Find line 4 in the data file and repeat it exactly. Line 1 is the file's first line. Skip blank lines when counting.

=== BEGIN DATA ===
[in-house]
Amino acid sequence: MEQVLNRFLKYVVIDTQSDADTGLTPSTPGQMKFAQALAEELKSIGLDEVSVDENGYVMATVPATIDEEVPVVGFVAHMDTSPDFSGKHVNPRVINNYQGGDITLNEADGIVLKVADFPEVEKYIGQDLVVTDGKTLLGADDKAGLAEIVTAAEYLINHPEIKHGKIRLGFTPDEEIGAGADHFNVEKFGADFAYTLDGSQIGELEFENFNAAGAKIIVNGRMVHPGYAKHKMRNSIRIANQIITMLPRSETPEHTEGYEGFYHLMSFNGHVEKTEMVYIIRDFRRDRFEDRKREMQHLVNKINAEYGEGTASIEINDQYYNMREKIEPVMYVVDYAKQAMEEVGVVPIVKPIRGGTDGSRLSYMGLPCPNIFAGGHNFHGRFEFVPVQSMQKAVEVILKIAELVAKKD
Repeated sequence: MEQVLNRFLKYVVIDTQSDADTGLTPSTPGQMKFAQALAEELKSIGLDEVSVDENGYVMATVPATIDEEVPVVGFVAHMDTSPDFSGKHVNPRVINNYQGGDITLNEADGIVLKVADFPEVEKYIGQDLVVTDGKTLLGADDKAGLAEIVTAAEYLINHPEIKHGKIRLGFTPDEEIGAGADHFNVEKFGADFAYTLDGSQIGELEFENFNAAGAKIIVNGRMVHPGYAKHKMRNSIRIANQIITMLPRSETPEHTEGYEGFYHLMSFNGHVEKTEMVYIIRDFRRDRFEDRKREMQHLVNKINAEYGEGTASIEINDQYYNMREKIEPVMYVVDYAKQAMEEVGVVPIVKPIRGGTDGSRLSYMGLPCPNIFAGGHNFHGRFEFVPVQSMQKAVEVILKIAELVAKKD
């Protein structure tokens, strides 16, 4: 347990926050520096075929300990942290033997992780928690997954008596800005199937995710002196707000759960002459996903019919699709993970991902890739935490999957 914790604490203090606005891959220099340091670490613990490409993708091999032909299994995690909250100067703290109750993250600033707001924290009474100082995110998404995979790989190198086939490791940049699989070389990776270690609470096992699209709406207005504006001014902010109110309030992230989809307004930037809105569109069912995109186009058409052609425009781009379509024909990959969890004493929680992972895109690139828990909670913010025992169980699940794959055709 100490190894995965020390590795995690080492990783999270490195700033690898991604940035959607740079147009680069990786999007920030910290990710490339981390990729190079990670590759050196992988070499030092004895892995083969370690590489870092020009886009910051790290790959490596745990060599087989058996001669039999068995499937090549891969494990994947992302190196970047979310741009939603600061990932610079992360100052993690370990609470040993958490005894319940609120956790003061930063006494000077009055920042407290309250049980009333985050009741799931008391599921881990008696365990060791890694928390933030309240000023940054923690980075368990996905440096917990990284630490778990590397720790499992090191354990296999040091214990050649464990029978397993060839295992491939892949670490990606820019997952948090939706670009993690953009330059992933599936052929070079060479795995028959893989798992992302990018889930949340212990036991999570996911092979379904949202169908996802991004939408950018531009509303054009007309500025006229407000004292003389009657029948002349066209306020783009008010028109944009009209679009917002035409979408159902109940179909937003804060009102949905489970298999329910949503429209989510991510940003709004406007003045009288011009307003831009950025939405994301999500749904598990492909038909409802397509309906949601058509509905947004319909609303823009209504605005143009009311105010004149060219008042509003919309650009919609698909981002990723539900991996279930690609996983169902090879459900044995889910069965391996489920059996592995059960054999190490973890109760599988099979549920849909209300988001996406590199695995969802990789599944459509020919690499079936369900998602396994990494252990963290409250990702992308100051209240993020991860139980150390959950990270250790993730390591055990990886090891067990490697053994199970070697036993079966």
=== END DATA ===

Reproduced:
């Protein structure tokens, strides 16, 4: 347990926050520096075929300990942290033997992780928690997954008596800005199937995710002196707000759960002459996903019919699709993970991902890739935490999957 914790604490203090606005891959220099340091670490613990490409993708091999032909299994995690909250100067703290109750993250600033707001924290009474100082995110998404995979790989190198086939490791940049699989070389990776270690609470096992699209709406207005504006001014902010109110309030992230989809307004930037809105569109069912995109186009058409052609425009781009379509024909990959969890004493929680992972895109690139828990909670913010025992169980699940794959055709 100490190894995965020390590795995690080492990783999270490195700033690898991604940035959607740079147009680069990786999007920030910290990710490339981390990729190079990670590759050196992988070499030092004895892995083969370690590489870092020009886009910051790290790959490596745990060599087989058996001669039999068995499937090549891969494990994947992302190196970047979310741009939603600061990932610079992360100052993690370990609470040993958490005894319940609120956790003061930063006494000077009055920042407290309250049980009333985050009741799931008391599921881990008696365990060791890694928390933030309240000023940054923690980075368990996905440096917990990284630490778990590397720790499992090191354990296999040091214990050649464990029978397993060839295992491939892949670490990606820019997952948090939706670009993690953009330059992933599936052929070079060479795995028959893989798992992302990018889930949340212990036991999570996911092979379904949202169908996802991004939408950018531009509303054009007309500025006229407000004292003389009657029948002349066209306020783009008010028109944009009209679009917002035409979408159902109940179909937003804060009102949905489970298999329910949503429209989510991510940003709004406007003045009288011009307003831009950025939405994301999500749904598990492909038909409802397509309906949601058509509905947004319909609303823009209504605005143009009311105010004149060219008042509003919309650009919609698909981002990723539900991996279930690609996983169902090879459900044995889910069965391996489920059996592995059960054999190490973890109760599988099979549920849909209300988001996406590199695995969802990789599944459509020919690499079936369900998602396994990494252990963290409250990702992308100051209240993020991860139980150390959950990270250790993730390591055990990886090891067990490697053994199970070697036993079966």